There's nothing wrong with that plan. Even in a nuclear war, those GPS satellites are still going to be up there in orbit sending timing signals from their on-board atomic clocks. The military designed them that way for a reason.

But as with any electronic device, make sure you have a backup plan if things go horribly wrong. A cheaper compass and the knowledge to properly use it are appropriate. If you have those as your backup, I don't think anyone will disagree with the idea. <img src="images/graemlins/cool.gif" alt="" />

#15128 - 04/21/03 10:05 PM Re: New Compass (why not a GPS)
Zip06 Offline

Registered: 03/10/03
Posts: 14
Loc: Oregon
Blues - I read your reviews of the 8099 and the 25TDCL with interest. That 25TDCL looks pretty close to a Silva Ranger 15. Brunton lists the Ranger 15 as the 15TDCL. They have a great buy on the 25TDCL I am going to order one. Thanks for the insightful eval under field conditions.

Oh yes, I do have a GPS (Garmin 12XL) and while really handy they are no replacement for a map and compass. I use mine to check my navigation twice a day when on a hike. I'm paranoid about some sort of battery related failure.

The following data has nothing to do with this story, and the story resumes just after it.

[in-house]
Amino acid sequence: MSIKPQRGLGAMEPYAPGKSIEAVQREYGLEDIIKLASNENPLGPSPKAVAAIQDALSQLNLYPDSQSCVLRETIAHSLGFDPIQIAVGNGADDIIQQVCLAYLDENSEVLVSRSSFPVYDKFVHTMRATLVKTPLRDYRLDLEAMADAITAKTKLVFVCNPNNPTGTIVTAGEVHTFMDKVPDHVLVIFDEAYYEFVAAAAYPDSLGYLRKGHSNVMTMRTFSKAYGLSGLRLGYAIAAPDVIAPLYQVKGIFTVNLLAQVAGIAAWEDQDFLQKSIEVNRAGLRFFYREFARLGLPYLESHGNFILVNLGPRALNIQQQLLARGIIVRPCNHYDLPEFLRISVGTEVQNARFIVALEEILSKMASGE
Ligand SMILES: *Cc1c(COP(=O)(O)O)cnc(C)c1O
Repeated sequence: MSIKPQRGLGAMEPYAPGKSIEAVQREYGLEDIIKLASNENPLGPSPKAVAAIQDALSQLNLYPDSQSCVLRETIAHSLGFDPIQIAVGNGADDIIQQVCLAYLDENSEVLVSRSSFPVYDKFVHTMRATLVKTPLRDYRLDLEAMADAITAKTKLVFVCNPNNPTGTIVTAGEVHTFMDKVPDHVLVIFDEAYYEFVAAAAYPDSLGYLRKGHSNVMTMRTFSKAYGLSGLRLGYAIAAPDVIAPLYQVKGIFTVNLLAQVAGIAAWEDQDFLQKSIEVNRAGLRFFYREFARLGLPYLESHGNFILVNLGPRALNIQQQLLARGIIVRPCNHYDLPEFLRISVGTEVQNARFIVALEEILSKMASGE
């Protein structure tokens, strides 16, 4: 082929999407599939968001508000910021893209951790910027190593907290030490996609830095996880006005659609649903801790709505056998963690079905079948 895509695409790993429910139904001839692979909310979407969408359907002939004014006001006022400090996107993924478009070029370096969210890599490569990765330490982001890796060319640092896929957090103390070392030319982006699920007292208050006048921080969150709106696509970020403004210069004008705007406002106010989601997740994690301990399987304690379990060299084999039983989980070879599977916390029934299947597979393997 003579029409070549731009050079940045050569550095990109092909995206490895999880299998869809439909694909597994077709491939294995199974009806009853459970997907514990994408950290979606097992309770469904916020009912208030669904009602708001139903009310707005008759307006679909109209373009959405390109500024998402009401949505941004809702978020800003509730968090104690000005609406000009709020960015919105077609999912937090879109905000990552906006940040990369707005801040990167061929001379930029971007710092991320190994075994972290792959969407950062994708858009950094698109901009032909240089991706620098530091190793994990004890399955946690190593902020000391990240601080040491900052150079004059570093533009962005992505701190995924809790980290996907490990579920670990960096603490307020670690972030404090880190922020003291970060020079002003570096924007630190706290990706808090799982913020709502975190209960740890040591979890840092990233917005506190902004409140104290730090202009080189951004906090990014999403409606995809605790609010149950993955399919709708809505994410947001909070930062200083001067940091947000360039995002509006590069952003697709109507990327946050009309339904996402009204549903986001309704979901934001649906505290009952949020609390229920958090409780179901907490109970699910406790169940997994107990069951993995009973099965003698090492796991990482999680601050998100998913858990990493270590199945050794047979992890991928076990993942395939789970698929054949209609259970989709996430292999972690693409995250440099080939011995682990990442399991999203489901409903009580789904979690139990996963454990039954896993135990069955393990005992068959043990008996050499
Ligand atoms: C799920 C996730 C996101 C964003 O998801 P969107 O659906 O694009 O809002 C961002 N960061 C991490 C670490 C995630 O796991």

#15129 - 04/22/03 12:16 AM Re: New Compass (why not a GPS)
Schwert Offline
Old Hand

Registered: 03/13/02
Posts: 905
Loc: Seattle, Washington
I read Blues review and agree with his conclusions. I have both the Brunton 8099 and a Suunto Global ranger type which is nearly identical to the Silva 15. If I had to choose only one it would be the Suunto for the exact reasons Blues outlines in his review. The Suunto Global needle is very nice for travel...works anywhere not just NA.
Suunto MC-2G here

I also never depend on GPS only. It is useful to tell you where you are, and can tell you which direction to go, but cannot point you in that direction. Two different tools all together.

For a good downloadable declination calculator, useful world wide check out the GeoMagnetic Calculator